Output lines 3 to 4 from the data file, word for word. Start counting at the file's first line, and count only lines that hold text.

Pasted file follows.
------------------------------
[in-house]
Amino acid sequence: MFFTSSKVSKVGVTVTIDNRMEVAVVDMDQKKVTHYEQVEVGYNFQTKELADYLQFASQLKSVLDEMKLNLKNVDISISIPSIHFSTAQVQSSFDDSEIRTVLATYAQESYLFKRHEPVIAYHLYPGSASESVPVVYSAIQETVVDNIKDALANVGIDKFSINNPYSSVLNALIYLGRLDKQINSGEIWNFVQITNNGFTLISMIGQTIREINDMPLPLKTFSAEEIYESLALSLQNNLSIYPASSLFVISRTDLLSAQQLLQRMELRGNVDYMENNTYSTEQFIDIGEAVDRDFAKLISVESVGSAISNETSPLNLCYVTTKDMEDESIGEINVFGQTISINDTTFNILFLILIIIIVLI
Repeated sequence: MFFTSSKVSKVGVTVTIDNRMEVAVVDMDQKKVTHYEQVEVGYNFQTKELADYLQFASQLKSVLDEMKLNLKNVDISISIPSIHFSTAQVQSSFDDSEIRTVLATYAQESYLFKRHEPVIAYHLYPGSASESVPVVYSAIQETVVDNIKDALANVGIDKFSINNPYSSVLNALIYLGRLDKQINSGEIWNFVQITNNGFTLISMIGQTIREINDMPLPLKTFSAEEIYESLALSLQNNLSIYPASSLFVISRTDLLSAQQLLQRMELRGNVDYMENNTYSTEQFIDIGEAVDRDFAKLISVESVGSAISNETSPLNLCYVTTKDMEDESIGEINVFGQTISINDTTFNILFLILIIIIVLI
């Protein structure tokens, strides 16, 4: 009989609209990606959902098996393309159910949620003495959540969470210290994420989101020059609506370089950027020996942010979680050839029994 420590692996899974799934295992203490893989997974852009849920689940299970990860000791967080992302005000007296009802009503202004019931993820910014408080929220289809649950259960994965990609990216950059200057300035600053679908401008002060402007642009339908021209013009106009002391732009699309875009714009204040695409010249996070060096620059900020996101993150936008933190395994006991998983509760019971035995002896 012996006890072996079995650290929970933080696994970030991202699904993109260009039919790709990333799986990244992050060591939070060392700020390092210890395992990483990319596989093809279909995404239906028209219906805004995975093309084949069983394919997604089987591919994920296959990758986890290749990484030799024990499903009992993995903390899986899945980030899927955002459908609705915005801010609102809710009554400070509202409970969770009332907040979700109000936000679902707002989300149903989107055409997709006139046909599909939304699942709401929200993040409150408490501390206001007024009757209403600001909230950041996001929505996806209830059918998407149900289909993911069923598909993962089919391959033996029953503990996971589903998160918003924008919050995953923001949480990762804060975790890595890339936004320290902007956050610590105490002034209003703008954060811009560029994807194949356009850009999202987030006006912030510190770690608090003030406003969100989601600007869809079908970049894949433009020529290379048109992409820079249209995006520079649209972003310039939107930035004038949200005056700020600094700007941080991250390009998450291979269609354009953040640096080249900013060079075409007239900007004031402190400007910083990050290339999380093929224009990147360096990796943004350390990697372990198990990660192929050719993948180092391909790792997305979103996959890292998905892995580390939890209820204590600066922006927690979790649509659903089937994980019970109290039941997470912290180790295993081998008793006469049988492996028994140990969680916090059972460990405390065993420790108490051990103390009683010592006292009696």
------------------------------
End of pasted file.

Repeated sequence: MFFTSSKVSKVGVTVTIDNRMEVAVVDMDQKKVTHYEQVEVGYNFQTKELADYLQFASQLKSVLDEMKLNLKNVDISISIPSIHFSTAQVQSSFDDSEIRTVLATYAQESYLFKRHEPVIAYHLYPGSASESVPVVYSAIQETVVDNIKDALANVGIDKFSINNPYSSVLNALIYLGRLDKQINSGEIWNFVQITNNGFTLISMIGQTIREINDMPLPLKTFSAEEIYESLALSLQNNLSIYPASSLFVISRTDLLSAQQLLQRMELRGNVDYMENNTYSTEQFIDIGEAVDRDFAKLISVESVGSAISNETSPLNLCYVTTKDMEDESIGEINVFGQTISINDTTFNILFLILIIIIVLI
């Protein structure tokens, strides 16, 4: 009989609209990606959902098996393309159910949620003495959540969470210290994420989101020059609506370089950027020996942010979680050839029994 420590692996899974799934295992203490893989997974852009849920689940299970990860000791967080992302005000007296009802009503202004019931993820910014408080929220289809649950259960994965990609990216950059200057300035600053679908401008002060402007642009339908021209013009106009002391732009699309875009714009204040695409010249996070060096620059900020996101993150936008933190395994006991998983509760019971035995002896 012996006890072996079995650290929970933080696994970030991202699904993109260009039919790709990333799986990244992050060591939070060392700020390092210890395992990483990319596989093809279909995404239906028209219906805004995975093309084949069983394919997604089987591919994920296959990758986890290749990484030799024990499903009992993995903390899986899945980030899927955002459908609705915005801010609102809710009554400070509202409970969770009332907040979700109000936000679902707002989300149903989107055409997709006139046909599909939304699942709401929200993040409150408490501390206001007024009757209403600001909230950041996001929505996806209830059918998407149900289909993911069923598909993962089919391959033996029953503990996971589903998160918003924008919050995953923001949480990762804060975790890595890339936004320290902007956050610590105490002034209003703008954060811009560029994807194949356009850009999202987030006006912030510190770690608090003030406003969100989601600007869809079908970049894949433009020529290379048109992409820079249209995006520079649209972003310039939107930035004038949200005056700020600094700007941080991250390009998450291979269609354009953040640096080249900013060079075409007239900007004031402190400007910083990050290339999380093929224009990147360096990796943004350390990697372990198990990660192929050719993948180092391909790792997305979103996959890292998905892995580390939890209820204590600066922006927690979790649509659903089937994980019970109290039941997470912290180790295993081998008793006469049988492996028994140990969680916090059972460990405390065993420790108490051990103390009683010592006292009696």